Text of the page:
He was reported as missing on 24th of August after the BEF started retreating at Mons on 23rd August. He was in a German prison camp for the duration of the war. He was repatriated to West Kent Depot on 16th of December 1918 and received the Silver War Badge and a £20 war gratuity in May 1919.

Grahame Rowe




233666

Cpl. Alfred John Hussey 1st Btn. Royal West Kent Regiment

Alfred Hussey survived the war as a POW.

Colin Hussey




233523

Pte. Robert Radcliffe Rock King's Own Royal West Kent Regiment

My grandfather, Robert Rock, served with the King's Own Royal West Kents 1914-18 during WW1. I would like to know more about him and his regiment.





233476

George Aldous 8th Battalion Royal West Kent Regiment (d.16th Jun 1916)

My great great grandfather, George Aldous, died on the 16th of June 1916 and is the only one from his regiment buried in Bray Military Cemetery. We recently visited his grave 3 days before the 100th anniversary of his death to pay our respects. We unfortunately have no photos of him so if anyone has any photos of his battalion we would love to see them. Many thanks

Lest we forget.

Katy Arnold




233442

L/Cpl. Thomas Albert Noel Milledge 6th Btn. Queen's Own (Royal West Kent Regiment) (d.3rd May 1917)

Thomas Milledge was in the Royal West Kent Regiment and was shot in the neck in 1914. He was sent to a hospital in Carmarthen, Wales and, when he recovered he went back to his unit. He was posted missing presumed dead on 3rd May 1917. No body has ever been found, so he has no grave, just his name on the Arras Memorial. He was just 21 years old.

Jennifer Bridged




232039

Pte. William Thomas Read 1st Btn. Queen's Own Royal West Kent Rgt. (d.10th Feb 1917)

William Read was killed in action during the raid on Givenchey, 10th February 1917.

Peter James Read




231361

Sgt. William Rosendale 1st Btn. Royal West Kent Regiment (d.22nd January 1915)

My paternal grandfather's brother. He died 3 weeks before his brother Sydney - who was in the same Regiment, who also died on 3 Feb 1915.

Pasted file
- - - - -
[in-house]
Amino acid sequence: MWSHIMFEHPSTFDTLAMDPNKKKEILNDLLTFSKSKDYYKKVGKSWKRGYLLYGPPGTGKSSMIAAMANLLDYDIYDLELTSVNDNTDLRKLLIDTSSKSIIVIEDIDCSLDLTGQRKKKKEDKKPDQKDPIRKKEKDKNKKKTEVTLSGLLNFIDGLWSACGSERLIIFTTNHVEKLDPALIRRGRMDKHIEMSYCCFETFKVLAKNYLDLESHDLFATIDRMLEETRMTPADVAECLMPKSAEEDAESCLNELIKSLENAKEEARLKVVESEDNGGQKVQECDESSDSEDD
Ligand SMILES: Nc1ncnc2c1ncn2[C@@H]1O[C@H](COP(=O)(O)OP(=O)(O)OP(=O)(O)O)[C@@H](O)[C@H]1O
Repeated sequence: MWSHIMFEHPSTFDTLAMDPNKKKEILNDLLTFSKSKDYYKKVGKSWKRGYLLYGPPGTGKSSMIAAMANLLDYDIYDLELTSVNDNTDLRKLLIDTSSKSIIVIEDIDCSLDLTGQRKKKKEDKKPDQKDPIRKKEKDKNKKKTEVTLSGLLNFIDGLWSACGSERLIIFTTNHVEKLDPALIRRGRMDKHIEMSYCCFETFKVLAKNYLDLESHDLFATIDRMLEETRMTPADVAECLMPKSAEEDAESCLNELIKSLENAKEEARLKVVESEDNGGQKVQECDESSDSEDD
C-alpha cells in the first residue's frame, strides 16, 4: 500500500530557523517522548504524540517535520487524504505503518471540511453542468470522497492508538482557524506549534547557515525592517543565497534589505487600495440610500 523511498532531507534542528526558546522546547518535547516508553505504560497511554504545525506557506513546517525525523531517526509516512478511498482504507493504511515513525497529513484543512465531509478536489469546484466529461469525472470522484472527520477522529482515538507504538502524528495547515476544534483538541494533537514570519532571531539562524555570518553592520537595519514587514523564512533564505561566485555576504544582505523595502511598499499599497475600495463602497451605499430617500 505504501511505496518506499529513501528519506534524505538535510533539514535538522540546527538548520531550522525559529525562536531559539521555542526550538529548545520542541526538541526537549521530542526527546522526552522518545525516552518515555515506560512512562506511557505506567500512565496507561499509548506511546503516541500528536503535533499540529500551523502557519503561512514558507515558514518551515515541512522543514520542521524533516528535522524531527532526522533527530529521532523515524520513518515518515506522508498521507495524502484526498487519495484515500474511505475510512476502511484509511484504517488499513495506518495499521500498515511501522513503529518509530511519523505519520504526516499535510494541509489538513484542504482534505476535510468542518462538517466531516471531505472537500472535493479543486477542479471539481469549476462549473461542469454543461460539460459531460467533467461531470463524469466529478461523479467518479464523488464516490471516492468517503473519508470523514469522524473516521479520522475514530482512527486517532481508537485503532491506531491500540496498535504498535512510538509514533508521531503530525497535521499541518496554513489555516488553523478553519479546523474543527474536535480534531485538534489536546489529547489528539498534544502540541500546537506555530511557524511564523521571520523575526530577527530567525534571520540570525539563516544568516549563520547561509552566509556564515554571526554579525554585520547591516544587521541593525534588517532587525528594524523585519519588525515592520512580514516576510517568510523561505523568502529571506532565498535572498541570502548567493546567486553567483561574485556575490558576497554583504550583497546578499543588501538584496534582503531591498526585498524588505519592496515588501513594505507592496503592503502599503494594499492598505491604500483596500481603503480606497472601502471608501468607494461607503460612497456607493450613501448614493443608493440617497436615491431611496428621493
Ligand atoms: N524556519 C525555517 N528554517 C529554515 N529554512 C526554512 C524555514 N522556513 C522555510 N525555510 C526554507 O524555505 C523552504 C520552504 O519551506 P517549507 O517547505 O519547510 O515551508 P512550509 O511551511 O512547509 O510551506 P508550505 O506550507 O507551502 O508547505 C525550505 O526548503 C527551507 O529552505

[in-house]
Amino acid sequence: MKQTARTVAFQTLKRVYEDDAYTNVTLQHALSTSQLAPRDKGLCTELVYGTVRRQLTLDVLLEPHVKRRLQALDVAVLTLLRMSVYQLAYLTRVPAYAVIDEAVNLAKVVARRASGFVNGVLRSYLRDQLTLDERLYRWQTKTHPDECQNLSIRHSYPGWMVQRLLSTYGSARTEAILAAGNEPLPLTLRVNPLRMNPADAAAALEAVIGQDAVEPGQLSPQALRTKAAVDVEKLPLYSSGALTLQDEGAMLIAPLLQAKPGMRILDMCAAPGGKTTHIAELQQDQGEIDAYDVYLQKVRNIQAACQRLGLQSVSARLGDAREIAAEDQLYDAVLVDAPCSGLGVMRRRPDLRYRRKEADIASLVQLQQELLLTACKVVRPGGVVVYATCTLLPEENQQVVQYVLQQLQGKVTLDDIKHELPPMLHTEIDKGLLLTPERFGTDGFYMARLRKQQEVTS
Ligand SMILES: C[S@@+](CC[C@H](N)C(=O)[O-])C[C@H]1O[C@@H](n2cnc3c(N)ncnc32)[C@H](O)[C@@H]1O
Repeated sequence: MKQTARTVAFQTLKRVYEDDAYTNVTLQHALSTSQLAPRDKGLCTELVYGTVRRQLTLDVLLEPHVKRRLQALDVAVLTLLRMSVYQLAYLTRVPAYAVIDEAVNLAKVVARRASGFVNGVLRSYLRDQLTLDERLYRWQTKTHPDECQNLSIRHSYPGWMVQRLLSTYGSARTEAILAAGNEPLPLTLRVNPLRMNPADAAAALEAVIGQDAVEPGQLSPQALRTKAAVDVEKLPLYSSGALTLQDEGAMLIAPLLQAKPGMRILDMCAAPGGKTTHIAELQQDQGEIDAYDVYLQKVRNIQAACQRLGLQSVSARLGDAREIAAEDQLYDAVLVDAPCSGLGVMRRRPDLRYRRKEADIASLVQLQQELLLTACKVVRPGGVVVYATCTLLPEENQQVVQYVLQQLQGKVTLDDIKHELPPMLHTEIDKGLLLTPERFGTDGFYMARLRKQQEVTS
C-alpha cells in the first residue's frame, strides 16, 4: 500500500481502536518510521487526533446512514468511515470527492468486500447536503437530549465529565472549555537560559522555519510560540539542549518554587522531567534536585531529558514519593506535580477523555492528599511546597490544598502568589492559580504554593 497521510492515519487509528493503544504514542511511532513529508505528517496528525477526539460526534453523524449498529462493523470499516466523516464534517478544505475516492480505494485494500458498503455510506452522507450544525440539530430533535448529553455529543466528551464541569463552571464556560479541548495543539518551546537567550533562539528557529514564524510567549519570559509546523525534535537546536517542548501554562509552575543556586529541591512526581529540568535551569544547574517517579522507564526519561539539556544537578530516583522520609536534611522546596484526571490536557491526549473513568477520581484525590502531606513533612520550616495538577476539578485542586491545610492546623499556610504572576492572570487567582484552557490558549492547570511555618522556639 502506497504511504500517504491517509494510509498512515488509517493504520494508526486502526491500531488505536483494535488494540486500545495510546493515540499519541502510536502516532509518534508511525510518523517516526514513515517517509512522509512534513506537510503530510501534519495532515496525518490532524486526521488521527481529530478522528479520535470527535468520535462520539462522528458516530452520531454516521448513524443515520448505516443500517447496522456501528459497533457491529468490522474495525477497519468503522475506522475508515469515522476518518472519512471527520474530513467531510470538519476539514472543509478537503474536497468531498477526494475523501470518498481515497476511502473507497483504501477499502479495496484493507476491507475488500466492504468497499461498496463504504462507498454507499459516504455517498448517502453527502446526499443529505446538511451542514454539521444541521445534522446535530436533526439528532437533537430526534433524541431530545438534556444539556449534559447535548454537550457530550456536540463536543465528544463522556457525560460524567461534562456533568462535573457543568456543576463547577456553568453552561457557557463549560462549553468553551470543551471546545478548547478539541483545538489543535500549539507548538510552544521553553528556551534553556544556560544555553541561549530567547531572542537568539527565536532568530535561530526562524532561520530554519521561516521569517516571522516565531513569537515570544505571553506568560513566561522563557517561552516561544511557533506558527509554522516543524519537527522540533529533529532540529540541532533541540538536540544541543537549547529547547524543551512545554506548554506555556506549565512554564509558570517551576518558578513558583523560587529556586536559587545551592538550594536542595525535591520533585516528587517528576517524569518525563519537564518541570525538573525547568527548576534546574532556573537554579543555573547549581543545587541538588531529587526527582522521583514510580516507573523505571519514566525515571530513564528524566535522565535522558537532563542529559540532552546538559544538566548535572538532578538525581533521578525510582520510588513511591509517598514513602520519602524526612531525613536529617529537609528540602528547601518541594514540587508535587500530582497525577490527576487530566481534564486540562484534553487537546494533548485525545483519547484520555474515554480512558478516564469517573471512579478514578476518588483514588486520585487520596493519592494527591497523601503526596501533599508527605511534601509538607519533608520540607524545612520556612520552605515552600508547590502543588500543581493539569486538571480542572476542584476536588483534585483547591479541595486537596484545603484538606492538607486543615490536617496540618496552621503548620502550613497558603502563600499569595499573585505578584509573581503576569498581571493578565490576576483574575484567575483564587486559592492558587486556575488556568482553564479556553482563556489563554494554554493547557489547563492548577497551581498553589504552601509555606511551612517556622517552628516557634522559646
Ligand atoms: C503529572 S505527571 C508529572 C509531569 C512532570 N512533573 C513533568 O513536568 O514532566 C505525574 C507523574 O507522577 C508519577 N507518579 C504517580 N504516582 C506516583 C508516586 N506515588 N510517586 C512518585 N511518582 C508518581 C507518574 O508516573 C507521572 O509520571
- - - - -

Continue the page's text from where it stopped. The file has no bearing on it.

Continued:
We are visiting their graves in May 2016 to pay our respects

Jeanette Mansworth




231360

Pte. Sydney Rosendale 1st Btn. Royal West Kent Regiment (d.22nd January 1915)

Sydney Rosendale was my paternal grandfather's brother Sydney died 3 weeks before his older brother William - a sergeant in the same regiment.

We are off to visit their graves in May 2016

Jeanette Mansworth




227050

L/Cpl. Frederick Laing MM & Bar. 10 Btn. Queen's Own Royal West Kent Regiment

Frederick Laing was born in 1897 in Tunbridge Wells, Kent. He died on 20 November 1920, Perth, Scotland. He is buried in Arngask New Cemetery, Glenfarg, Perthshire, Scotland, with a grey granite war grave pattern headstone, and I have always been intrigued as to how a man of Kent came to his grave in a small village in Scotland. Although he died after the conflict had ended, it seemed to me that he was as much a casualty of the war as those others who, like him, are buried far from their homes.

His Commonwealth War Graves Commission graves registration documents note that it is a private grave and "Next of kin reside in Tunbridge Wells. The grave was purchased with deceased's own money, and deeds should be with Messrs Macgregor Mitchell & Co, solicitors Perth. Plan at the Inspector of Poor's office, Milnathort, Perthshire. (Sgd) H.G. McCoy Area Inspector Edinburgh Area".